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Image Distortion in 7 Tesla and its significance for high-field Amygdala neurofeedback

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Van der Meer, J., Hellrung, L., In, M.-H., Gotting, F., Borchardt, V., & Walter, M. (2018). Image Distortion in 7 Tesla and its significance for high-field Amygdala neurofeedback. Poster presented at 24th Annual Meeting of the Organization for Human Brain Mapping (OHBM 2018), Singapore.


Cite as: http://hdl.handle.net/21.11116/0000-0001-7D7B-A
Abstract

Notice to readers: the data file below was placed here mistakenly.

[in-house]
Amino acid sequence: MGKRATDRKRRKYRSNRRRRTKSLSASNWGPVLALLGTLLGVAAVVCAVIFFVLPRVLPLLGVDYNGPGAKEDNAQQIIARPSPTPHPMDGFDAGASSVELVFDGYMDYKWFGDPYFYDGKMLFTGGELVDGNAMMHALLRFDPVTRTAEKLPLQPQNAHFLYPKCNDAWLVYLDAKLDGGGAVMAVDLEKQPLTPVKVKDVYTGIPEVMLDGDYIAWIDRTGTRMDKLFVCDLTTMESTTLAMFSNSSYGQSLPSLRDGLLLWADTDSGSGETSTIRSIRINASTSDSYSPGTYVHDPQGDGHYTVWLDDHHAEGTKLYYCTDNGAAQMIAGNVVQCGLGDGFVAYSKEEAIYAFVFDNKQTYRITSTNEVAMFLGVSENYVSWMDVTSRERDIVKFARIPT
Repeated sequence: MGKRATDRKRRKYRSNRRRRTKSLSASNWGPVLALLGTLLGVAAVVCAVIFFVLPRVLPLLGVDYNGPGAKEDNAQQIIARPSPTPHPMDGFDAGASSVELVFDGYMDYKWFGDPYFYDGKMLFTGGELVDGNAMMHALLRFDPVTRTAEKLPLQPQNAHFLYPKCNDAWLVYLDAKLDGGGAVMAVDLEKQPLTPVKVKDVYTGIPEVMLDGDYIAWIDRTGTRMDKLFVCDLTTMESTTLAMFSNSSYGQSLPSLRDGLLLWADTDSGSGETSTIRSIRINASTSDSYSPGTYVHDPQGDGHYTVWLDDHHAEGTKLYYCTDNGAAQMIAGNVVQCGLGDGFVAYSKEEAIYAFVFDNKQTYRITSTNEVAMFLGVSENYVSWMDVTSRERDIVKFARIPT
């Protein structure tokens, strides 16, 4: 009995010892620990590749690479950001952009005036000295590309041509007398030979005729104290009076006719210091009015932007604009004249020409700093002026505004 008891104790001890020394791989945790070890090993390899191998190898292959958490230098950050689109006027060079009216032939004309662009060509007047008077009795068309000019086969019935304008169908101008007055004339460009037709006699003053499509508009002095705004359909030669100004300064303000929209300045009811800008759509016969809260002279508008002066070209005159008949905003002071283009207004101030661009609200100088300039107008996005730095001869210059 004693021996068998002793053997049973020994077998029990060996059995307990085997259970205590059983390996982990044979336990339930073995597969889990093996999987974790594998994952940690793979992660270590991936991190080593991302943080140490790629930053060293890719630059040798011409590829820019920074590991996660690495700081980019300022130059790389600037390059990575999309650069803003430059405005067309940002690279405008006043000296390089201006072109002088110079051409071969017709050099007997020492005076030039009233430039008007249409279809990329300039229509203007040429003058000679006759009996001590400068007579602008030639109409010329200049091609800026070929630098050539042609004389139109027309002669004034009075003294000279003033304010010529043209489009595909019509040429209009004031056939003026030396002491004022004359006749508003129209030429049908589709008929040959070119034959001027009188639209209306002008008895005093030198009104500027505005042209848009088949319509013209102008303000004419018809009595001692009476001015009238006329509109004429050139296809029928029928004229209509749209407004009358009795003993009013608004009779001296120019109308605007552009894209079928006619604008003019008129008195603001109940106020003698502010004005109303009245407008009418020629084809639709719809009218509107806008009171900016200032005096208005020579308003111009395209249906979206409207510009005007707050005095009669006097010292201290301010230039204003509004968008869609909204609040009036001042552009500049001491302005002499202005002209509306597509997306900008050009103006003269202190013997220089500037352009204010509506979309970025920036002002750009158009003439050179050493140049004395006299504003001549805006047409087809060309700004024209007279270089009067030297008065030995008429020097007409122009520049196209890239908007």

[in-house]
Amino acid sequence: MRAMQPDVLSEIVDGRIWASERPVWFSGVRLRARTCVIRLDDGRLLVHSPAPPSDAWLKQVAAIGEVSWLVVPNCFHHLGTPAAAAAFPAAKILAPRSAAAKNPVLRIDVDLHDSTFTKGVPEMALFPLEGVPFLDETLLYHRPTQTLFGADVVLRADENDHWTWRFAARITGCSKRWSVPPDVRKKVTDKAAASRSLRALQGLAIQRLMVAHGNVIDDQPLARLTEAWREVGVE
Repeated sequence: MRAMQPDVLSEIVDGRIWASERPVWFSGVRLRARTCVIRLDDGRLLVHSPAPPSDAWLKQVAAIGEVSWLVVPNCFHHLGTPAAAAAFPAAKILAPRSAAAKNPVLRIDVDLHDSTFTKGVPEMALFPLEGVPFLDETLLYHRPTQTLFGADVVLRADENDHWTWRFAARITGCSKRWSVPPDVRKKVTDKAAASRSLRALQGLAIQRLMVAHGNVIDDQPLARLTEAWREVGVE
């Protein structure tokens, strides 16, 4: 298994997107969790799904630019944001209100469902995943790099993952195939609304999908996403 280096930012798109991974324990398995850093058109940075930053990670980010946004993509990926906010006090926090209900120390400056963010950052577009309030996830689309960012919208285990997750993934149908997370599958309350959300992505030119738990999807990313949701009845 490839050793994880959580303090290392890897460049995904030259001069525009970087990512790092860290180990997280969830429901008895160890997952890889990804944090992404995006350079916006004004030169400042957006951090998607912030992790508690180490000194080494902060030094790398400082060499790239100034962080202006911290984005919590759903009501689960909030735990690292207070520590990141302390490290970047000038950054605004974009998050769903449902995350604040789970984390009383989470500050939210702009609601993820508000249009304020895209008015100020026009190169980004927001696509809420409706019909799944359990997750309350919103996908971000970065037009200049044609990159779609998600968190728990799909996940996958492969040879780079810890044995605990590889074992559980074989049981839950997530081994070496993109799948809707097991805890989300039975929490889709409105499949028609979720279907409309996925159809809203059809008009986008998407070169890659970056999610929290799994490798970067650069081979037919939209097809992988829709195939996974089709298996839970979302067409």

Introduction: Even though the higher spatial resolution in 7T imaging is a boon for real-time fMRI BOLD imaging, a primary concern at 7 Tesla for obtaining a neurofeedback signal is image distortion in difficult-to-image regions near boundaries of tissue and air. Signal variability is -more so than at 3T- altered by image distortions, due to longer readout times of the EPI sequence (to obtain higher special resolution), and shorter T2*. Image distortions can be as large as 20-30 voxels with 160x160 readout matrix, and distributed along the entire brain. Therefore, we assess effects of distortion correction for fMRI Neurofeedback outcome measures. Image distortion in EPI imaging can affect fMRI timeseries and as a consequence, could impair quality of a RT-fMRI NF experiment. In this work we present the effect of using a real-time distortion correction on the quality of the NF signal in an Amygdala neurofeedback experiment, by prospective off-line comparison of corrected and uncorrected timecourses [1] Methods: The data were obtained from a 15 subjects at 7T using an echo-planar imaging scanning sequence covering a part of the brain including the amygdala and cingulate cortex, with a resolution of 1.4x1.4x2.0 mm3. A practice run was followed by training 1,2 and 3 runs concluded with a transfer run. The experiment consisted five 8-minute runs consisting of rest (r), up-regulation (u) and counting (cnt) blocks; see Fig. 1 (C). Interleaved with the blocks, feedback(f) was given, but not during Transfer Run. During the experiment, data was real-time motion corrected, real-time distortion corrected [2] and real-time transferred to an external computer using TCP/IP which drove the experiment with RtExplorer [1]. We retrospectively examine the effect of applying distortion correction on learning effects. Learning effects is defined by the increase-over-runs of image intensity of (up - count)/count in the Amygdala Mask. Results: Our results show that the distortion correction restored the distortions in the frontal lobe (Fig 1A) by pushing back signal up to 20 voxels. We also found that 1) the average distortion-corrected timeseries have a different shape in Amygdala ROI than the uncorrected timeseries and 2) that the average image intensity within the Amygdala is higher for the uncorrected EPI images: 478 instead of 402. Within the off-line analysis of the self-regulation capabilities across runs we found similar learning effects for both distorted and undistorted data, albeit with differences in the rate of change across runs. Conclusions: The most pronounced effect of image distortion can be spotted in frontal regions but expands also in more basal regions such as the Amygdala. Exploratory analysis of the effects of distortions in EPI images show that employment or omission of a real-time distortion correction has implications regarding neurofeedback training signal and effect sizes at 7 Tesla. These differences are likely due to the distortion correction 'pushing' the signal in the right anatomical location. The impact of distortion effects even increases with higher field strengths. At this point it is difficult to state whether the distortion-corrected or uncorrected images represent the 'true' BOLD changes throughout time. However, for anatomical correctness, an on-line EPI distortion correction is a critical step in the fMRI Neurofeedback processing pipeline at 7T.